Release DetailsLABEL Inside Out
RELEASED ON 4/4/2006
Monday Morning Apocalypse
posted on 3/2006 By:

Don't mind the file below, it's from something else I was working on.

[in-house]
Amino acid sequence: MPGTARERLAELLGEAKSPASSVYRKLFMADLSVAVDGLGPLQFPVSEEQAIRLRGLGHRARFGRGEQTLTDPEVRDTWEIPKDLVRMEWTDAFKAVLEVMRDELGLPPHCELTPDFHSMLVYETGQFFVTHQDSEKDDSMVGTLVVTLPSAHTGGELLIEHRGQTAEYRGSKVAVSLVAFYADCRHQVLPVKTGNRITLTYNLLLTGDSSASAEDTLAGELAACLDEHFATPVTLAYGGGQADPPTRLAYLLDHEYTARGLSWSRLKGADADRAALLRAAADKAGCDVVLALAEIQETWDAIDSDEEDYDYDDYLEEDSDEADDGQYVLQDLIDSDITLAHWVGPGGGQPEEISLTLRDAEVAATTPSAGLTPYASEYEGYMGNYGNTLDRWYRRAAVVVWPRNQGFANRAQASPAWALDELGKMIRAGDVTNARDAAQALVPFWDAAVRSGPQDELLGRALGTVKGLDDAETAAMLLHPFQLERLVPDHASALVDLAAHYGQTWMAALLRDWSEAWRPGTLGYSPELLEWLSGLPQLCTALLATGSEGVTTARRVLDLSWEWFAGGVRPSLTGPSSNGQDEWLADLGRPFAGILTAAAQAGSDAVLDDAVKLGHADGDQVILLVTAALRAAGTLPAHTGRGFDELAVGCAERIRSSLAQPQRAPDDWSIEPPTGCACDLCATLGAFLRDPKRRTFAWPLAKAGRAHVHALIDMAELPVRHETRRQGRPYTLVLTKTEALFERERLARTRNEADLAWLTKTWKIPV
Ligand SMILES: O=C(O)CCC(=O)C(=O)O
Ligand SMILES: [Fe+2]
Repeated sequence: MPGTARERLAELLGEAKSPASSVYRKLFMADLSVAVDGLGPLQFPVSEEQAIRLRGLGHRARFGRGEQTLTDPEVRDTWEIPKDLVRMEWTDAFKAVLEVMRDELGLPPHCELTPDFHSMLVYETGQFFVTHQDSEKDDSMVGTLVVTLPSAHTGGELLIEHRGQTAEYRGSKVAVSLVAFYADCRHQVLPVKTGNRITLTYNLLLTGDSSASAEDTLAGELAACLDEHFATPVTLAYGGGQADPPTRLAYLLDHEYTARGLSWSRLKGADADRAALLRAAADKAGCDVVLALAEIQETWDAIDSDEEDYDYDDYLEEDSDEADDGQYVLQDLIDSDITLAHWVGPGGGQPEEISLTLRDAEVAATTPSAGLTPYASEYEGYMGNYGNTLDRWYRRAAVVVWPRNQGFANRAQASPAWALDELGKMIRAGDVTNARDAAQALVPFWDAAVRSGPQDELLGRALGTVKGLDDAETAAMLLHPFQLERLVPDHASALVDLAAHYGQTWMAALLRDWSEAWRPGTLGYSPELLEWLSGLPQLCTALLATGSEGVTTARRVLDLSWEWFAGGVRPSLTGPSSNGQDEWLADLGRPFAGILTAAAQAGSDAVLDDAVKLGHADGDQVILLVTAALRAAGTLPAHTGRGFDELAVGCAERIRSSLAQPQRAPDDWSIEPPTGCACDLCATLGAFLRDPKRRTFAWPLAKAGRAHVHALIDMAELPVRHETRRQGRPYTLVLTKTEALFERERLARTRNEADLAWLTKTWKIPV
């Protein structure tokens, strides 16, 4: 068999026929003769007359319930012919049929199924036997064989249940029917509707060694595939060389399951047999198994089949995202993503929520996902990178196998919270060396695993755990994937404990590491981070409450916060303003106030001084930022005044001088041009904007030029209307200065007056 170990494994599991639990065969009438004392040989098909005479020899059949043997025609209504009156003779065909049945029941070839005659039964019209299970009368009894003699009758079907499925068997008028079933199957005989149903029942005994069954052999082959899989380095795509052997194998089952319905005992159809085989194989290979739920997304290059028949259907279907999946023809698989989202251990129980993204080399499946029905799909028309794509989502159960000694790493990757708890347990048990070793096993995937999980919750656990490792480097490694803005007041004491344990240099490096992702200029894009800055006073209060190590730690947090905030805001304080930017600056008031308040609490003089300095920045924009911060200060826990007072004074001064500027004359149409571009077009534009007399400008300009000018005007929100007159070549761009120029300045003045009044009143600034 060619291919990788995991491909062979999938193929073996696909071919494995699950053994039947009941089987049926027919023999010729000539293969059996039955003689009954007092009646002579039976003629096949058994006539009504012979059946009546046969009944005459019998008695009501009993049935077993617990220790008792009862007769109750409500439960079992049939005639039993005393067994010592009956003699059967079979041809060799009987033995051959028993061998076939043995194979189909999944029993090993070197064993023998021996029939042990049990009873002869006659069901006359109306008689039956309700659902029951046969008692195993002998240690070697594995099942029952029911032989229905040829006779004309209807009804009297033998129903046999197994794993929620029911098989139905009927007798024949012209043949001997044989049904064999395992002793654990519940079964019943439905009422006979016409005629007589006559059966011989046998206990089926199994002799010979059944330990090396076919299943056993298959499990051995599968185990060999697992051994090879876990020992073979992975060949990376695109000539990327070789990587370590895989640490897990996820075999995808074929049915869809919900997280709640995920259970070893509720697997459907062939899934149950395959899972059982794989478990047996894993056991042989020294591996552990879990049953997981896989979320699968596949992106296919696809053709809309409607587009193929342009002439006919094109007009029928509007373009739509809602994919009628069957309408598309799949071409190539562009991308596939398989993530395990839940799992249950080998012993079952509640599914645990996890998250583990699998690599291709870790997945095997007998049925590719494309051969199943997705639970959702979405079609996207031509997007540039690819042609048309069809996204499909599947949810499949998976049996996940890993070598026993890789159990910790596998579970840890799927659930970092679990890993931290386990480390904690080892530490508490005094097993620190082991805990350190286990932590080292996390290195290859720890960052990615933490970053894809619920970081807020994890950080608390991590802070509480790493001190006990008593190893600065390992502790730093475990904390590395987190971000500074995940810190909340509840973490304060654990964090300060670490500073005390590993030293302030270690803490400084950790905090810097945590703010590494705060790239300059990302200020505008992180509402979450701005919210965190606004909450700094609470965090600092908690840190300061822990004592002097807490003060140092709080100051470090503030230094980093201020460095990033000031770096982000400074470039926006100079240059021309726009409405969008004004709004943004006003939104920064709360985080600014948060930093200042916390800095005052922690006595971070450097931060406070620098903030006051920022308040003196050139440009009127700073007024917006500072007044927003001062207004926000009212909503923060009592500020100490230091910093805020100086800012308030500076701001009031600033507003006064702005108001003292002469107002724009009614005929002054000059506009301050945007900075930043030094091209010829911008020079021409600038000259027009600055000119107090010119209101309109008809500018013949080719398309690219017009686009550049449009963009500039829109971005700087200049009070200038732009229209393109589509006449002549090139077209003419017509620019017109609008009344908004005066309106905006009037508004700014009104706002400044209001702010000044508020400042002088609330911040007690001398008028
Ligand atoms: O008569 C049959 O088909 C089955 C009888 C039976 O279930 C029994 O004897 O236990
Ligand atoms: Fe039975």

If collaborating with a pop producer resulted in anything, it was a greater attention to catchy choruses. Monday Morning Apocalypse is so full of catchy choruses that I can’t help but proclaim it as one of Evergrey’s finest, right next to Recreation Day in replay value. Tom Englund is one of metal’s finest modern vocalists. His ability to ride a melody at just the right time should be unquestioned by all and it’s on full display here. You’ll find yourself singing along in no time. Whether you’re comfortable with that is something you should ask yourself before you decide to buy this release, because you really should be prepared to handle the involuntary desire to belt out random Monday Morning Apocalypse choruses at any given moment, whether it’s in front of your boss or within the safe confines of your sparsely lit home. Englund's talents have been allowed to breathe and take shape in a way that listeners have not been exposed to yet, and the band has finally figured out that while his voice does sound great in and of itself, it needs similarly passionate accompaniment. With past releases Evergrey has allowed the instruments to speak for the band in isolated moments but Englund dominates this bitch like Bobby Brown on Whitney Houston. The thrashy, heavier parts remain an integral part of the Evergrey sound, but Englund injects a considerable amount of catchiness to the mix and it seems the riffs follow suit. The guitar crunch found in “More Than Ever” was apparently either a voluntary or involuntary influence on this release, because I hear it on a considerable amount of songs, which is fine by me because that particular song is one of my favorites. Remove the softer, more limp ballads from The Inner Circle, up the crunchiness of the guitar tone, and breed a few killer choruses from a love match of the last two albums and you've arrived at the very chemical formula that decides the sound of this album. More experimental songs like “In Remembrance” that play with tempo and start/stop theatrics work just as effectively as more traditional and predictable, given the band’s library, songs like “Unspeakable.” In fact, one of the album’s stronger tracks is “Still in the Water,” a song that deviates from the Evergrey norm because it experiments with an even crunchier guitar tone. What really propels Monday Morning Apocalypse and gives it a discernable identity though is the fact that it’s recognizably Evergrey but exists as a certain progression from The Inner Circle. It is catchier where The Inner Circle was not as easily digested and yet still retains the depth and replay value of Recreation Day. While it might take some warming up to for some fans after the slight disappointment of the previous release, it's only a matter of time before the more frigid see the light. Considering the impressive debut number the live Evergrey DVD arrived at upon its release, I suspect Monday Morning Apocalypse will reach an even more impressive number and with good reason. The band now encapsulates the catchiness needed for a mainstream and publicly recognized effort all while maintaining a prog meets thrash aesthetic. It doesn’t hurt that Englund’s voice is so commanding, either. If you were disappointed by The Inner Circle but loved Recreation Day, I should think you would find comfort in this release. To those predicting a sell-out, cynical asses that you are...look elsewhere. While the band sounds catchier than ever, the thrashtastic riffs, faster songs, and testosterone pumping through my speakers right now as I play "Still in the Water" tells me that you are all a bunch of raving lunatics too quick to pick up your pitchforks.
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